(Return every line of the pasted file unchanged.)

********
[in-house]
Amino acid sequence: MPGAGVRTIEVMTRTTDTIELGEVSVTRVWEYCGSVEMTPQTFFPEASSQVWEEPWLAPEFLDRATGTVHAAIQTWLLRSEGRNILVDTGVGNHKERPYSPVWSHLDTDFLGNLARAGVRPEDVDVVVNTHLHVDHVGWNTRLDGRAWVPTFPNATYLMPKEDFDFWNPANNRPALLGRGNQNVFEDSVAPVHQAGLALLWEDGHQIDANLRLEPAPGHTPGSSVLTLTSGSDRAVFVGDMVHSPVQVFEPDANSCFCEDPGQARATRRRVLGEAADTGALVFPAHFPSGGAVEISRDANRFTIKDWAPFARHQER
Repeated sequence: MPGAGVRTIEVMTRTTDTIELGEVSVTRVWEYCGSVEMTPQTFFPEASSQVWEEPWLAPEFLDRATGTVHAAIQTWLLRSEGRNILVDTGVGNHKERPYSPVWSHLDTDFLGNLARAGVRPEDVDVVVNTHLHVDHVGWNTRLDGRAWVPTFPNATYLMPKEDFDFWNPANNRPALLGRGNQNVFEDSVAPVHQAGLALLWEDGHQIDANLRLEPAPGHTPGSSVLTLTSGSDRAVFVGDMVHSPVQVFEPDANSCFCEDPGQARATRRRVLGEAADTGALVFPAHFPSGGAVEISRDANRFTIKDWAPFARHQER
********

[in-house]
Amino acid sequence: MPGAGVRTIEVMTRTTDTIELGEVSVTRVWEYCGSVEMTPQTFFPEASSQVWEEPWLAPEFLDRATGTVHAAIQTWLLRSEGRNILVDTGVGNHKERPYSPVWSHLDTDFLGNLARAGVRPEDVDVVVNTHLHVDHVGWNTRLDGRAWVPTFPNATYLMPKEDFDFWNPANNRPALLGRGNQNVFEDSVAPVHQAGLALLWEDGHQIDANLRLEPAPGHTPGSSVLTLTSGSDRAVFVGDMVHSPVQVFEPDANSCFCEDPGQARATRRRVLGEAADTGALVFPAHFPSGGAVEISRDANRFTIKDWAPFARHQER
Repeated sequence: MPGAGVRTIEVMTRTTDTIELGEVSVTRVWEYCGSVEMTPQTFFPEASSQVWEEPWLAPEFLDRATGTVHAAIQTWLLRSEGRNILVDTGVGNHKERPYSPVWSHLDTDFLGNLARAGVRPEDVDVVVNTHLHVDHVGWNTRLDGRAWVPTFPNATYLMPKEDFDFWNPANNRPALLGRGNQNVFEDSVAPVHQAGLALLWEDGHQIDANLRLEPAPGHTPGSSVLTLTSGSDRAVFVGDMVHSPVQVFEPDANSCFCEDPGQARATRRRVLGEAADTGALVFPAHFPSGGAVEISRDANRFTIKDWAPFARHQER